Festive string lights are going up all over town, Christmas trees are hanging off the roofs of cars and consumers are lining up ready to be hearded into various retail giants like sheep. Yes it’s safe to say that the Holiday season is officially in full swing. Normally I get turned off of all the post Thanksgiving holiday mayhem, however, one part of this season that is consistently a high point for me are holiday movies, particularly holiday comedies. Just as Thanksgiving marks the beginning of shopping nightmares or the eating of foods with words like nog and log, the television waves are chock full of holiday films of present and yesteryears. Some are good, others not so good (anyone know why the savvy individuals in the DVD industry decided we needed a reissued special “Family Fun” edition of Gov Schwarzenegger’s Jingle All the Way) but one thing is for sure, certain holiday films can be revisited and enjoyed year after year. The following is a short-list of some of my favorite holiday flick picks.
A Christmas Story—Okay so this one goes without saying. Maybe it’s the fact that I grew up watching this film and have seen it more times than I can remember but for me this is the best Christmas film out there. Where to begin: Ovaltine, the little orphan Annie’s secret decoder ring, the furnace fighter, the luminescent leg lamp, Skut Farkus’ red eyes and yellow teeth, the Chinese Christmas, and of course the Red Rider bee-bee gun. This is a classic that actually spawned a sequel, the lighthearted, “It Runs in the Family.” Please seek this movie out if you haven’t had the pleasure yet. Standout scene: the creepy department store Santa Claus and his posse of nasty elves..
The Ref—Released when Kevin Spacey was still a great character actor, this Holiday dark horse about a fast talking burglar (the always good Denis Leary) who takes a highly dysfunctional family hostage on Christmas eve is one of the most honest looks at the stress of the holidays on the modern marriage. The film is also a wonderfully scathing look at life in suburbia made long before CAmerican Beauty. Standout performance: Glynis Johns as one of the vilest mother in-laws ever brought home for the holidays.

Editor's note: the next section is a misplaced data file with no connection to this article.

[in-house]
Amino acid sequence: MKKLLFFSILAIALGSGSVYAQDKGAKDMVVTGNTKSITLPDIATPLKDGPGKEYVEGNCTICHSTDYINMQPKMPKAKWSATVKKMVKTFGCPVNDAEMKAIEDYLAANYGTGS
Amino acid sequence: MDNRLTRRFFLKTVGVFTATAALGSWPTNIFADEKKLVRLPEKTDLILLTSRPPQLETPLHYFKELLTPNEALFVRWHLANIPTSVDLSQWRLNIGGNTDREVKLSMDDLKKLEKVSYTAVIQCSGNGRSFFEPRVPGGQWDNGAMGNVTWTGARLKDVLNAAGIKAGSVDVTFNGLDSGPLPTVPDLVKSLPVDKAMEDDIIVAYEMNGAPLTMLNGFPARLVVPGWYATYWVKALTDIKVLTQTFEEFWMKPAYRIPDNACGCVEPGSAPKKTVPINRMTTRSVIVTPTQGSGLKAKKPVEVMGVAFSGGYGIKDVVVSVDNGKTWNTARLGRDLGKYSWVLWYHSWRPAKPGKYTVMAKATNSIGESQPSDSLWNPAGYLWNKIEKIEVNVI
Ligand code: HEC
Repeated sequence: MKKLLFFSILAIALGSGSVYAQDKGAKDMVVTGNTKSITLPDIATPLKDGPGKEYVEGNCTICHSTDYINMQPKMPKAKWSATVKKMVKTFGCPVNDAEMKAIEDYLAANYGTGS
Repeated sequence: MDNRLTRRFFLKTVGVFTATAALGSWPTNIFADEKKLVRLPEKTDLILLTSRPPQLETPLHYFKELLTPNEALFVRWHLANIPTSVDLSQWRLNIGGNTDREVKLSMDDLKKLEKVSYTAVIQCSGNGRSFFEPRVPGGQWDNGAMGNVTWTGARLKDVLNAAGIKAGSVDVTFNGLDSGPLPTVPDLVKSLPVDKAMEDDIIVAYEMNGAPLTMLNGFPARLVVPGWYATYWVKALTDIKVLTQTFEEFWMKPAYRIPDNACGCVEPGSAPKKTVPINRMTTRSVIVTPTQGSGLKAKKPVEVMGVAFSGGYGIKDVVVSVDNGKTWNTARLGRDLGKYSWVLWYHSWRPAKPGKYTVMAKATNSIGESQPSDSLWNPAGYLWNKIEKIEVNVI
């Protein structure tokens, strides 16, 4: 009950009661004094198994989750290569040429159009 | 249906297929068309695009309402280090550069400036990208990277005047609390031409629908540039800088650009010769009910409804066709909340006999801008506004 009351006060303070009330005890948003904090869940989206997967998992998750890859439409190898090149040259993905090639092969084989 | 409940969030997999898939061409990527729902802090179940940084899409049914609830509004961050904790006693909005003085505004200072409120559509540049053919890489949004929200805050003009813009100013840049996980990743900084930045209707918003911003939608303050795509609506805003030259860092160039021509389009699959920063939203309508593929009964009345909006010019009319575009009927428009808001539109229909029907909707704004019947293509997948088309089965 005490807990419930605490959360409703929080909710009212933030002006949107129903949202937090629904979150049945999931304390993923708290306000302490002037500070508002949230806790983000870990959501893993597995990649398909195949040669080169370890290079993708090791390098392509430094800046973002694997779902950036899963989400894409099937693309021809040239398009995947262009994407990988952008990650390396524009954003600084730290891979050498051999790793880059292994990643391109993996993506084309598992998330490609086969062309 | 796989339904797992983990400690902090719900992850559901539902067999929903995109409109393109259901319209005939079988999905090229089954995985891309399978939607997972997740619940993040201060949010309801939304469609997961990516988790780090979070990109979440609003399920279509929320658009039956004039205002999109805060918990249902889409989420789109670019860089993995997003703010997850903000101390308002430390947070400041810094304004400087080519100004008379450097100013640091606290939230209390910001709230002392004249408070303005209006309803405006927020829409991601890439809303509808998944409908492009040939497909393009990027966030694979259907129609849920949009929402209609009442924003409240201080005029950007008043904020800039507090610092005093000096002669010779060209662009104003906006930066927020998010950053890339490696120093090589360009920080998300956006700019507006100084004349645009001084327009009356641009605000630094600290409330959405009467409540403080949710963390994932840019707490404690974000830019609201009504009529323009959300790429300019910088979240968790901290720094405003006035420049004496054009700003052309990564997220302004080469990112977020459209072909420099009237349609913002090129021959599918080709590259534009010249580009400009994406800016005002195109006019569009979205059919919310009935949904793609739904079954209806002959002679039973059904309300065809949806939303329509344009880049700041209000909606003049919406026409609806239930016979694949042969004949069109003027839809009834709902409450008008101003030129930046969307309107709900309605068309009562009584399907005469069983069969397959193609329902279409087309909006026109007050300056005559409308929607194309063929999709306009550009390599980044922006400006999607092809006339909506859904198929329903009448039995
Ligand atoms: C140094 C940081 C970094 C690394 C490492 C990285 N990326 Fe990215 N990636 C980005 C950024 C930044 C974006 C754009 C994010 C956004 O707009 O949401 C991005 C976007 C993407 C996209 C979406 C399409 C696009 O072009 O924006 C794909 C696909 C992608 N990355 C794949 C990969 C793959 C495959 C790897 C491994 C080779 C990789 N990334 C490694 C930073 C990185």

Planes, Trains, and Automobiles—Remember when John Hughes was a master of the family and teen comedies of the great 80s? Remember how funny, charming, and warm the late great John Candy was? This may be one of the funniest films ever and is without a doubt the best comedy about the horrors of holiday travel. Set right before Thanksgiving, this odd couple story of a family man (Steve Martin) who partners up with a highly obnoxious shower curtain ring salesman (Candy) with hopes of getting home for the holidays by any means of transportation possible. Made long before Tommy Boy, a somewhat similar travel comedy, this situational comedy is a classic that has aged well. Standout performance: Character actor Dylan Baker’s brilliant bit role as Owen, the tobacco-chewing hillbilly who drives the duo to Wichita.
Home For the Holidays—Paired with the above mentioned, this is another classic Thanksgiving film that also shows the stress and horrors of large family gatherings. Directed by Jodie Foster (weird huh), this film is about how even in the most dysfunctional, chaotic reunions families can come together and embrace what they have. While this film is a dark comedy it is also a very mature and realistic look at what goes into dealing with a family and the love that is often overshadowed. Holly Hunter, Anne Bancroft and Claire Danes all shine still the one standout performance has to go to the always great Robert Downey Jr. who was apparently struggling with his addiction to drugs during the filming.
Scrooged—Richard Donner’s brilliant 80s comedy starring Bill Murray in his prime is a modern retelling of Dickens. While the film deals with greed and bah humbug Christmas spirit, it is the film’s portrayal of absurd commercialized televised Christmas specials that really makes this film a gem. Murray’s Frank Cross, a wretched network exec out to milk as much money from the holidays by commercializing/butchering Dickens’ classic Christmas Carol is priceless. Besides the extremely funny casting of spry gymnast Mary Lou Retton (remember her) as Tiny Tim, Cross’ Carol for the modern age is an intense big budget disaster with the tagline, “acid rain, drug addiction, international terrorism, freeway killers. Now more than ever it is important to remember the true meaning of Christmas. Don’t miss Charles Dickens’ immortal classic, Scrooge. You’re life just may depend on it.” The network also has a TV spot for Robert Goulet’s Old Style Cajun Christmas. Priceless. Standout performance: 80s comedy icon, Carol Kane as the Ghost of Christmas Present.
There you have it. All of these films are on DVD and most will no doubt be littering the cable networks during the upcoming weeks before Christmas.